It's become such a common occurrence that the running joke in China -- that scorned mistresses have done more to root out corruption than any government anti-corruption effort possibly could -- isn't really much of a joke at all.
Simone De Beauvoir (Fictionally) Murders Jean-Paul Sartre's Lover
When French philosopher and playwright Jean-Paul Sartre "proposed" to also French philosopher and novelist Simone de Beauvoir, he made the terms quite clear. "What we have is an essential love; but it is a good idea for us also to experience contingent love affairs." And so the two entered into a pact much more suitable to two high-thinkers than anything so stifling as marriage: They never lived together and had an open relationship, the only rule being that they would tell each other everything. Everything.
While that sounds ... unconventional, their actual arrangement flew right past unconventional and landed somewhere on the far side of Fuckedupsylvania: Beauvoir groomed her teenage students by introducing them to the life of an intellectual, taking them out to cafes and having long discussions on philosophy (also, lesbian sex). She then handed them over to Sartre, who would try to seduce them -- essentially, she was pimping for him. If you're wondering why a famous French philosopher would need help scoring trim, well, Sartre was notoriously ugly, had appalling personal hygiene, and was unabashedly awful in the sack. Beauvoir made herself a real catch, is what we're saying.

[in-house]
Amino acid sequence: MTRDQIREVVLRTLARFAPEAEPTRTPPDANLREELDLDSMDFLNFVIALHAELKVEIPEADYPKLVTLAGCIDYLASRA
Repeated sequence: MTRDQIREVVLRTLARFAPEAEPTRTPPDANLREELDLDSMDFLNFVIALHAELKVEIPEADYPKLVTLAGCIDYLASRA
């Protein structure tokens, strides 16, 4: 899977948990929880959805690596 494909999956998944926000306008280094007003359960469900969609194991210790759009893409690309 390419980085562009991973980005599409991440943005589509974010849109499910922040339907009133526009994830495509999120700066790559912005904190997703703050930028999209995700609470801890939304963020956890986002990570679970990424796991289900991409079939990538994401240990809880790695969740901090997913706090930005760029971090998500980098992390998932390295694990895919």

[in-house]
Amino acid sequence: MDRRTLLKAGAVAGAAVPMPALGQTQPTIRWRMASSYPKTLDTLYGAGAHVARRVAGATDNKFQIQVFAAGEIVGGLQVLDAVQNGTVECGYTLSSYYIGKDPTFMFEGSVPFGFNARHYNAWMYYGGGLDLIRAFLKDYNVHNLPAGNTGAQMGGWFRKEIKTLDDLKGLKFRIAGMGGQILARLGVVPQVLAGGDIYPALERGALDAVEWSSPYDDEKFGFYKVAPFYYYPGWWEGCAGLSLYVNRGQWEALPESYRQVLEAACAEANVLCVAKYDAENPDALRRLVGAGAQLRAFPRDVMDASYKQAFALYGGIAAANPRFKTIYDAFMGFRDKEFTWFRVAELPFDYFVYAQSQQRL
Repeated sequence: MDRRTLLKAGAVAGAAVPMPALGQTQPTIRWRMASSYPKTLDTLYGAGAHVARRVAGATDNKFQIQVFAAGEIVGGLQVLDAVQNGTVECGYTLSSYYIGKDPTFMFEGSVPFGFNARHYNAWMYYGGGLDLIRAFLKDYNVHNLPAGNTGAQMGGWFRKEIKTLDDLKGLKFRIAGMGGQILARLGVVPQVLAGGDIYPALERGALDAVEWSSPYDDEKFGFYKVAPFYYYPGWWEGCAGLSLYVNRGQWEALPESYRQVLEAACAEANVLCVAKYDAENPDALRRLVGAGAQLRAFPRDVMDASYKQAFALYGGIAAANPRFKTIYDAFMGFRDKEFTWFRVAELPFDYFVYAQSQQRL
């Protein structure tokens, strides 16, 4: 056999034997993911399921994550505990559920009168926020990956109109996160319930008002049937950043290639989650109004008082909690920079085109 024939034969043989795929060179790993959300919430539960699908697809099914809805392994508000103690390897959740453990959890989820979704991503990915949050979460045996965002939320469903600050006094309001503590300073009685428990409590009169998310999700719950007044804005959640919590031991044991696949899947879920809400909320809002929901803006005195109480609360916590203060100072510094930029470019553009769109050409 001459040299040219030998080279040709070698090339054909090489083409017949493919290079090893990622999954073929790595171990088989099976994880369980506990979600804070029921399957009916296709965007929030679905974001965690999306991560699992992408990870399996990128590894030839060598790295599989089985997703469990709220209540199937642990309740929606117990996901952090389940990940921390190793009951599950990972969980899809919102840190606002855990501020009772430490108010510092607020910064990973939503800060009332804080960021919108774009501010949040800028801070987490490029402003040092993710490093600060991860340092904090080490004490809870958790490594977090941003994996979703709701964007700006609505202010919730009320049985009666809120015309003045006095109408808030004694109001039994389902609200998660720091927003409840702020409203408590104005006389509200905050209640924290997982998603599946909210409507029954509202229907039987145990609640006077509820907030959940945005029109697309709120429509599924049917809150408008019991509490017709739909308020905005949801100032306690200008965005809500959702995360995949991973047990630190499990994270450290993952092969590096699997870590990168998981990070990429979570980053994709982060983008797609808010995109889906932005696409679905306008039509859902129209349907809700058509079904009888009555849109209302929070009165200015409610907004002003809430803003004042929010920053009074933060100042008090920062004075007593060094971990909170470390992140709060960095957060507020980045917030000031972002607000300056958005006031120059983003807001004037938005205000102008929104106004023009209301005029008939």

Here they are with Che Guevara, creating the most douchey freshman dorm poster imaginable.
It was all fun and games until one of their conquests got under Beauvoir's skin. When she introduced 17-year-old Olga to Sartre, Olga rejected his advances. Sartre became obsessed with her and pursued her relentlessly for two years ... which must have been squirmingly awkward for Olga, seeing as he was also her financial guardian and teacher. Sartre was jealous of Olga's preference for Beauvoir, and Beauvoir was in turn jealous of Sartre's preference for Olga. She would later write, "The agony which this produced in me went far beyond mere jealousy."